King Charles III and Queen Consort Camilla arrived in Kenya on Monday for a four-day state visit, their first visit to a Commonwealth country since Charles ascended to the throne in September. The visit is full of symbolism, as Charles’s mother, Queen Elizabeth II, learned that she had become monarch while on a trip to Kenya in 1952.
Charles and Camilla were greeted at Jomo Kenyatta International Airport by Kenyan President William Ruto and First Lady Rachel Ruto. They then traveled to Nairobi, the capital, where they were met by cheering crowds.
On Tuesday, Charles and Camilla will meet with Ruto and other Kenyan officials to discuss issues such as climate change, conservation, and trade. They will also visit a number of projects supported by the British government, including a school for girls and a wildlife conservation center.
On Wednesday, Charles and Camilla will travel to the Lewa Wildlife Conservancy, a private reserve that is home to a variety of endangered animals, including elephants, lions, and rhinos. Charles has been a patron of the conservancy for many years, and he is passionate about protecting wildlife and their habitats.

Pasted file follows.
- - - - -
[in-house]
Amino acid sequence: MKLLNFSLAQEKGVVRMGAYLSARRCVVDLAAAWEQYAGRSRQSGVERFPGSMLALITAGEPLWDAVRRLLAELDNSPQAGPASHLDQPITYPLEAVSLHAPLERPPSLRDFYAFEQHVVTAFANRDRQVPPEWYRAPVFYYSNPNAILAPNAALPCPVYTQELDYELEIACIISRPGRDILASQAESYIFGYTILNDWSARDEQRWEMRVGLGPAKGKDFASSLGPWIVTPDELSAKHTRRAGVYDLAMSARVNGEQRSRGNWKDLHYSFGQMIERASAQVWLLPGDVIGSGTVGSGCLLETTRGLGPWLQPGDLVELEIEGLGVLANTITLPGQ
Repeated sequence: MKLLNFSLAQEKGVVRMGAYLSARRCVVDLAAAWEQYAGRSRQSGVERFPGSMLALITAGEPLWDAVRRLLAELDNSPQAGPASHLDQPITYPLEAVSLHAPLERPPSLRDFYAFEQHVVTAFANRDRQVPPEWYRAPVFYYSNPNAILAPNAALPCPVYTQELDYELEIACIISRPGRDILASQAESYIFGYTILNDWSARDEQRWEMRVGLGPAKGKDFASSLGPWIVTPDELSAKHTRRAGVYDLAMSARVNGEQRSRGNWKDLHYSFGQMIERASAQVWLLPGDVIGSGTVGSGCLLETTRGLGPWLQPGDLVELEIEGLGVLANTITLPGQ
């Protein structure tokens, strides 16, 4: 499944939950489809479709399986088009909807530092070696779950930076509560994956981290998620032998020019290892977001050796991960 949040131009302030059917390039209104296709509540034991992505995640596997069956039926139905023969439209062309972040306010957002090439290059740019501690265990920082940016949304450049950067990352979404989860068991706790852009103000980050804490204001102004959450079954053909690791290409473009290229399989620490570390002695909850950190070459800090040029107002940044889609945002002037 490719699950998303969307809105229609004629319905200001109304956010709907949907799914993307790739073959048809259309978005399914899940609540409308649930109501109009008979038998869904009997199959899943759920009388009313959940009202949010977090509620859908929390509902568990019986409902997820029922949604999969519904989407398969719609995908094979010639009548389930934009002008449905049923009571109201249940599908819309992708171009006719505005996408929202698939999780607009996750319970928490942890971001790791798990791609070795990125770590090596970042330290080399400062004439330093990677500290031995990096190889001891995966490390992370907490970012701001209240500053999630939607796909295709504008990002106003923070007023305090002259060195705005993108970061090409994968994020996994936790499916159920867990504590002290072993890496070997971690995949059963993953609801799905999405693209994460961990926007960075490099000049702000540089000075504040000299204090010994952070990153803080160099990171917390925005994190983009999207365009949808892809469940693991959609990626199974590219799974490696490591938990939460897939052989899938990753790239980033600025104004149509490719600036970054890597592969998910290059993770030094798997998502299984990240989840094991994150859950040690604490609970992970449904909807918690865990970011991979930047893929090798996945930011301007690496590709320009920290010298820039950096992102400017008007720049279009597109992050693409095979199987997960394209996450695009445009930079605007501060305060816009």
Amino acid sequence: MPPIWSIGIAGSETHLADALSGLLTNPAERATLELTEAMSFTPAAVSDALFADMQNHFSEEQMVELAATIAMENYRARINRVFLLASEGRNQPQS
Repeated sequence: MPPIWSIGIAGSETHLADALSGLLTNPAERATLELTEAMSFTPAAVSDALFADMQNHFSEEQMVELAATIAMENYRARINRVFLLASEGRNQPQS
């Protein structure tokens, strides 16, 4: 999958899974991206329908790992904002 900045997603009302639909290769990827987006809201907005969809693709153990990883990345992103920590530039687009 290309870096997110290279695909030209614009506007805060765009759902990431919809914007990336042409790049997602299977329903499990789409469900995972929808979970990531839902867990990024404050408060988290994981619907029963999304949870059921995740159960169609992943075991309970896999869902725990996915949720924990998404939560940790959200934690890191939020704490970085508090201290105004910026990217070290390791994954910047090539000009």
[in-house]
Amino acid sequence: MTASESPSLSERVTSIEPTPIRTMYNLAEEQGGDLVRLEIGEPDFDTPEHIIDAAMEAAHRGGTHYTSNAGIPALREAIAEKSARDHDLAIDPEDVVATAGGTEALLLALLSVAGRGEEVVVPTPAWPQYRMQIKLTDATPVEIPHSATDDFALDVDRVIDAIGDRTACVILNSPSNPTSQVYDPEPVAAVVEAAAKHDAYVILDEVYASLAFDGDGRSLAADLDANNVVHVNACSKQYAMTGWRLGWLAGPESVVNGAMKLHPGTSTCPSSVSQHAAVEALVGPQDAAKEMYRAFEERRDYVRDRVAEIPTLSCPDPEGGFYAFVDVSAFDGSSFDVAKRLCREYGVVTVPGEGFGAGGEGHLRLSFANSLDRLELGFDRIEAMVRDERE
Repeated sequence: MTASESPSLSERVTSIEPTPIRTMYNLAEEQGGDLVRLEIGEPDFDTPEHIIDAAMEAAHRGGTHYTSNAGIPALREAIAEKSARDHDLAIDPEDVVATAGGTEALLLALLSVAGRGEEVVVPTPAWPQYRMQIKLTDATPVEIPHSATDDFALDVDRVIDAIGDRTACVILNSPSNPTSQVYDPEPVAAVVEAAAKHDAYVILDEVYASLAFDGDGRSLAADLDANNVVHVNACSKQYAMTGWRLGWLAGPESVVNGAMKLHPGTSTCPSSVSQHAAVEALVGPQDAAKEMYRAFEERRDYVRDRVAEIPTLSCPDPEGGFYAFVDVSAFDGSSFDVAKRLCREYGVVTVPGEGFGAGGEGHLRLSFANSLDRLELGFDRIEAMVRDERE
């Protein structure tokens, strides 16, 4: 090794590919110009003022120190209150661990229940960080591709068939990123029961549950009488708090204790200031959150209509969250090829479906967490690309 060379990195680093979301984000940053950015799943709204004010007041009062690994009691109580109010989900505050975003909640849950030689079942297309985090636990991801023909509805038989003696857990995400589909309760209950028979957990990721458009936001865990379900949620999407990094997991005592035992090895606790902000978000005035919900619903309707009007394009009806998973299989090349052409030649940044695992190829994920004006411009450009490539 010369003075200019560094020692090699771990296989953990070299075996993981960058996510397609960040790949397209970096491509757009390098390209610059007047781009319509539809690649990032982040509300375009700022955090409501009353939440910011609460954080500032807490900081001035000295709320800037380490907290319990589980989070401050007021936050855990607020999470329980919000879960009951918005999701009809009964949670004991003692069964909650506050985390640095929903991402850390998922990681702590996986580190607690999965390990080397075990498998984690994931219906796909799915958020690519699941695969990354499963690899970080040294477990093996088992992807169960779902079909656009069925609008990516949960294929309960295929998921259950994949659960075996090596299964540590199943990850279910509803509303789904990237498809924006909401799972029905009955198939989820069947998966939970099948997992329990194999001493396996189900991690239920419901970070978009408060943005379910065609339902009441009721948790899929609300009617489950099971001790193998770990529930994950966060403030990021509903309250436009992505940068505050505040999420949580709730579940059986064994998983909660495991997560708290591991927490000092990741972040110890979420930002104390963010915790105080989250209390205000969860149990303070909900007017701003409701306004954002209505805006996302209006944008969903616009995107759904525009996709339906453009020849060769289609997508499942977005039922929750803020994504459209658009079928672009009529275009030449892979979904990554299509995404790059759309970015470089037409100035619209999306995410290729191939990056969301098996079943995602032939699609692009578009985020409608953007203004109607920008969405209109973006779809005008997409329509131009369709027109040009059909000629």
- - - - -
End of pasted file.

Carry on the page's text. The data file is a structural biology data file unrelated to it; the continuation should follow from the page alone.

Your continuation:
On Thursday, Charles and Camilla will return to Nairobi for a farewell dinner with Ruto and other Kenyan dignitaries. They will then depart for the United Kingdom on Friday.
The visit to Kenya is significant for a number of reasons. First, it is a sign of Charles’s commitment to the Commonwealth, an organization that has been central to Britain’s global power and prestige since World War II. Second, the visit is a chance for Charles to highlight the issues that he is most passionate about, such as climate change and conservation. Finally, the visit is an opportunity for Charles and Camilla to connect with the Kenyan people and learn more about their culture and history.